Liability Rank: A manager’s or deal’s rank on Liability Z-Score out of all managers or deals ranked
Liability Z-Score: The average cost of CLO debt relative to other deals in the market under similar market conditions, expressed as a standard deviation. A negative score indicates debt placed tight to peers, a positive score indicates debt placed wide to peers.
Manager Long-Term Performance: CLO manager asset and liability statistics including all deals issued in January 2011 or afterwards over all periods and across all deals from January 2011 to the present
Manager Total Return: A manager’s 1-, 3-, 6- and 12-month weighted total return including all active deals issued in January 2011 or afterwards. The statistics reflect total return over the manager’s recent reporting periods, the return on the S&P/LSTA Total Return Index over the same periods, the part of the manager’s return from beta, calculated by multiplying the index return by the manager’s beta, and the part from alpha, calculated by subtracting the part from beta from the manager’s overall return.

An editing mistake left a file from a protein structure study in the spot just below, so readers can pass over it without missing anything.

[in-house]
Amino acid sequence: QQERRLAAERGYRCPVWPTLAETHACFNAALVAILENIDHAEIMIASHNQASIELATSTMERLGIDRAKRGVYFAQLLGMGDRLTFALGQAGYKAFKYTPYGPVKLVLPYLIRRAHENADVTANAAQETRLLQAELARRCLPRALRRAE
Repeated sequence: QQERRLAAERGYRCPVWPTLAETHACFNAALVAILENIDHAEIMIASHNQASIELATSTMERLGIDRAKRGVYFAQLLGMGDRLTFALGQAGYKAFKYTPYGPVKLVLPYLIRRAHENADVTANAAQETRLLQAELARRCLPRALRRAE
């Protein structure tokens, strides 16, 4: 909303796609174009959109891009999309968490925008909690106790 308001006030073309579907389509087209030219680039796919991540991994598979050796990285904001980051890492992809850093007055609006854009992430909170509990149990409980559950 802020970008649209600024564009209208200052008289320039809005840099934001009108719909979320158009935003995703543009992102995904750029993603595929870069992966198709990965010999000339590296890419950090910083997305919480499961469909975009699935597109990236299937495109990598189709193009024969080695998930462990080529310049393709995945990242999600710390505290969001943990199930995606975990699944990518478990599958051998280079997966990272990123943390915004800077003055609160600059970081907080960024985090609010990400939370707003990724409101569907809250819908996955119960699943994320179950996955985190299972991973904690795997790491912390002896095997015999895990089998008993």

Number of Deals Used: the number of CLO deals used to calculate displayed statistics
Number of Observations: the number of distinct periods of total return used to calculate displayed statistics
This material is intended only for institutional investors and does not carry all of the independence and disclosure standards of retail debt research reports. In the preparation of this material, the author may have consulted or otherwise discussed the matters referenced herein with one or more of Amherst Pierpont’s trading desks, any of which may have accumulated or otherwise taken a position, long or short, in any of the financial instruments discussed in or related to this material. Further, Amherst Pierpont may act as a market maker or principal dealer, and may have proprietary interests that differ or conflict with the recipient hereof, in connection with any financial instrument discussed in or related to this material.